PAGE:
What Awaits Syria?
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Vitaly V. Naumkin

PhD in History
Full Member of the Russian Academy of Sciences
State Academic University for the Humanities, Moscow, Russia Dean of the Faculty of Oriental Studies


ORCID: 0000-0001-9644-9862
IstinaResearcherID (IRID): 591858
Scopus Author ID: 6506393597


E-mail: [email protected]
Address: 12 Rozhdestvenka Str., Moscow 107031, Russia

Syria has suffered great damage after the years-long conflict. Regional and global actors’ joint efforts are required to root out terrorism, rebuild the economy and resolve a humanitarian crisis in the country. Today, almost all countries in the Middle East show interest in Russia’s involvement and view Moscow as the main partner capable of influencing the situation in the region. RIAC member Vitaly Naumkin shares his views on the prospects of reconstruction in Syria, telling what Russia’s policy in the Middle East will be after the crisis is resolved.

How long will Russia be able to pursue a multi-vector policy in the Middle East, maintaining working relationship with Saudi Arabia, Iran and Israel at the same time?

In the long run, Russia will be able not only to maintain such relationship, but also to diversify its foreign policy in the Middle East. With every new development in the region, the country gains experience and deepens its ties with all actors, including those who act in conflict zones. Today, almost all countries in the Middle East are interested in Russia’s involvement and view it as the main partner capable of influencing the situation in the region. We will hope that Syria will manage to create consensus between the conflicting parties and secure a ceasefire. Nevertheless, the potential for conflict is very high. There is a failed state in the region, wars are being waged, high level of violence is detected, the problem of region’s reconstruction has arisen. Russian multi-vector policy and close ties with key regional countries will certainly give it a greater stake and higher status in the Middle East.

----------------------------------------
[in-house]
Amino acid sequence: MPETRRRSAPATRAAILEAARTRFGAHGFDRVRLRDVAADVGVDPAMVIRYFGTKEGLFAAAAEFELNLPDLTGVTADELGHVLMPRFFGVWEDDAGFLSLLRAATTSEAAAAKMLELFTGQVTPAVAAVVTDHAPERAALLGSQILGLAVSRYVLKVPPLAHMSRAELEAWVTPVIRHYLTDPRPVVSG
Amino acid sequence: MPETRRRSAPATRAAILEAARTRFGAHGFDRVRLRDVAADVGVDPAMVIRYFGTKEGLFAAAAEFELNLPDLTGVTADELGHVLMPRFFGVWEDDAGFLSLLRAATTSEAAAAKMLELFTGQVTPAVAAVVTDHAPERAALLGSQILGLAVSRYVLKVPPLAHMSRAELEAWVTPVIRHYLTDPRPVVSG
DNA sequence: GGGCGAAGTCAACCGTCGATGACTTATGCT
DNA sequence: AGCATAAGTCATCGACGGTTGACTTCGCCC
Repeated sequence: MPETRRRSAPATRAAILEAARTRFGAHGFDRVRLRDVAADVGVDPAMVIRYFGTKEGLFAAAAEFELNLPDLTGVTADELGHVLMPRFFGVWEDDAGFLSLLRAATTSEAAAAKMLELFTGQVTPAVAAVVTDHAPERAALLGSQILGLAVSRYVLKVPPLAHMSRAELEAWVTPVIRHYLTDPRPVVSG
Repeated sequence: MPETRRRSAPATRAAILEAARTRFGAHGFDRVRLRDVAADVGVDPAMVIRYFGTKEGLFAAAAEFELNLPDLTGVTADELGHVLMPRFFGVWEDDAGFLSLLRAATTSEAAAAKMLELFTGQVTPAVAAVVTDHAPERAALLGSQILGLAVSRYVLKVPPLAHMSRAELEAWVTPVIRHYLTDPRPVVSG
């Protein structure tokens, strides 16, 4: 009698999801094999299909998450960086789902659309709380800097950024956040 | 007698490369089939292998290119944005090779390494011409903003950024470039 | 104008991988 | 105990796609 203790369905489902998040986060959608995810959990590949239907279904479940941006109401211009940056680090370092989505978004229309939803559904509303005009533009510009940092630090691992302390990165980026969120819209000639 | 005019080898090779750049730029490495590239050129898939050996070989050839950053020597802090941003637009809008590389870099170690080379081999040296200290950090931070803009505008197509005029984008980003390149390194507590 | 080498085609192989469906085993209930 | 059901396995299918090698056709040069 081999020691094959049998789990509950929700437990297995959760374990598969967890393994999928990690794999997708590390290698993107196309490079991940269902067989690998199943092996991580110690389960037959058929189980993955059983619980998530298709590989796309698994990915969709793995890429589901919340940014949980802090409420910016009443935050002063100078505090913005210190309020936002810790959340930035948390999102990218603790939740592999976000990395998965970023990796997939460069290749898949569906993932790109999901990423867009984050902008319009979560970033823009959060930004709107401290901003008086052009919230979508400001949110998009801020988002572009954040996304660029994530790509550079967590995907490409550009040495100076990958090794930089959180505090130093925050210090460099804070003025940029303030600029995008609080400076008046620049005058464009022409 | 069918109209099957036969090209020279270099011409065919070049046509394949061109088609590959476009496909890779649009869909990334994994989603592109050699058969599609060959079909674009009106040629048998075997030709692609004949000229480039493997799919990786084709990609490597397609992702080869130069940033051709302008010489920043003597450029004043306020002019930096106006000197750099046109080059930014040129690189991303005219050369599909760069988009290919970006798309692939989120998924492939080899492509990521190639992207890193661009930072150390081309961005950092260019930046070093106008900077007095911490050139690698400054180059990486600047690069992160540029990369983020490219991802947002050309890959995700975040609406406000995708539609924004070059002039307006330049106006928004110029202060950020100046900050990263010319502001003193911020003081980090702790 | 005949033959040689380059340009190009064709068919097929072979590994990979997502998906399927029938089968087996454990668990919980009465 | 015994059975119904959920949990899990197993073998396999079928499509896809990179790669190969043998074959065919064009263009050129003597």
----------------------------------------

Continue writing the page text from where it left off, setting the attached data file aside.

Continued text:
What are the prospects of Syrian economic recovery after the end of hostilities?

This is one of the most difficult questions to answer as the country has been destroyed considerably. In this case, we should speak not only about economic recovery, but also about a humanitarian disaster, e.g. about the return of refugees. The country may be reconstructed, but no one knows whether those who have fled will ever return, whether they will believe that the war is over, terrorist activity has been disrupted and the conflicting parties have reached an agreement.

Rebuilding trust, protecting people, maintaining ceasefire and supplying humanitarian aid are the tasks to be listed on the agenda apart from economic recovery, which, in turn, requires sufficient financial inflows. The current level of destruction is a direct result of the activity of different armed groups – both extremist ones and those, who started an insurgency against the legitimate government, plunging the country into a bloody war. Economic resources are essential for the country’s revival. It is Western countries and the Gulf states that possess them. China may also have such option but we do not know if it corresponds with Beijing’s interests. Russia is already contributing much to the cause of Syrian reconstruction. For example, infrastructure is being rebuilt in Aleppo and its citizens are provided with medical care. Russia is helping and will help in the future; however, it will certainly not be able to revive Syria on its own for hundreds of billions of dollars are required.

What goals will Russia pursue in the Middle East after the end of war and the revival of Syrian statehood?

Russian basic policies in the region – i.e. restoring stability and security as well as developing bilateral and multilateral ties – will remain untouched. The Syrian conflict is not the only in the region. The Arab–Israeli conflict has not been resolved either. Russia is a member of the Quartet on the Middle East, it extends its contacts both with Israel and the Palestinians. I think that after the resolution of the Syrian conflict the Arab-Israeli peace process will acquire a renewed importance. The situation in Libya, Yemen and Iraq remains very complex. Finally, the Kurdish question is still an issue and given its significance for the region a solution should be found. Russia has economic interests in the region in the field of energy.

Tensions between Iran and Saudi Arabia, the Shia and Sunni parts of the Muslim world, are growing high. Problems abound in the region, so settlement in Syria will enable Russia to pay attention to other important issues.